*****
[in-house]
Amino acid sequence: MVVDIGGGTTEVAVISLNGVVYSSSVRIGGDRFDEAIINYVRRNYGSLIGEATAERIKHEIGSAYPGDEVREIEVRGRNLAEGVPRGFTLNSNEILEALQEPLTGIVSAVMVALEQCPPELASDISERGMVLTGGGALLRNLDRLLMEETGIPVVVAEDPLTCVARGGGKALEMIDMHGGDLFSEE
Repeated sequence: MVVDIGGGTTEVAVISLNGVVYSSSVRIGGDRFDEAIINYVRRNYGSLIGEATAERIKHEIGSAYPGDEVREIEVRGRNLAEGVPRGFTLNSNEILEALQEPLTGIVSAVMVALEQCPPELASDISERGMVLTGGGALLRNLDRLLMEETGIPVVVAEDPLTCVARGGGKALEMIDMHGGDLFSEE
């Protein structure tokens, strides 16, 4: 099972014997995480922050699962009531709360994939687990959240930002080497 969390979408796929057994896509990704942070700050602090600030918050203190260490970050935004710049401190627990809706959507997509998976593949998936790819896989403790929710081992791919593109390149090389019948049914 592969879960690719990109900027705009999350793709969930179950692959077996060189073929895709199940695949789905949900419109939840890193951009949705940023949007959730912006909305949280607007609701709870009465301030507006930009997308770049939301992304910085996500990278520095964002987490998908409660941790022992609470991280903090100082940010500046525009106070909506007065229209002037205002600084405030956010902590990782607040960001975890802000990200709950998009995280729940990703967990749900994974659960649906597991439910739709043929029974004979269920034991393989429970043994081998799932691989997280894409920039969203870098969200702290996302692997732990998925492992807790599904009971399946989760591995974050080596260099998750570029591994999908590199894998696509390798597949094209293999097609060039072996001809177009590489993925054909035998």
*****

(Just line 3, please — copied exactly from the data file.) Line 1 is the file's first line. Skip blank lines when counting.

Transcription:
Repeated sequence: MVVDIGGGTTEVAVISLNGVVYSSSVRIGGDRFDEAIINYVRRNYGSLIGEATAERIKHEIGSAYPGDEVREIEVRGRNLAEGVPRGFTLNSNEILEALQEPLTGIVSAVMVALEQCPPELASDISERGMVLTGGGALLRNLDRLLMEETGIPVVVAEDPLTCVARGGGKALEMIDMHGGDLFSEE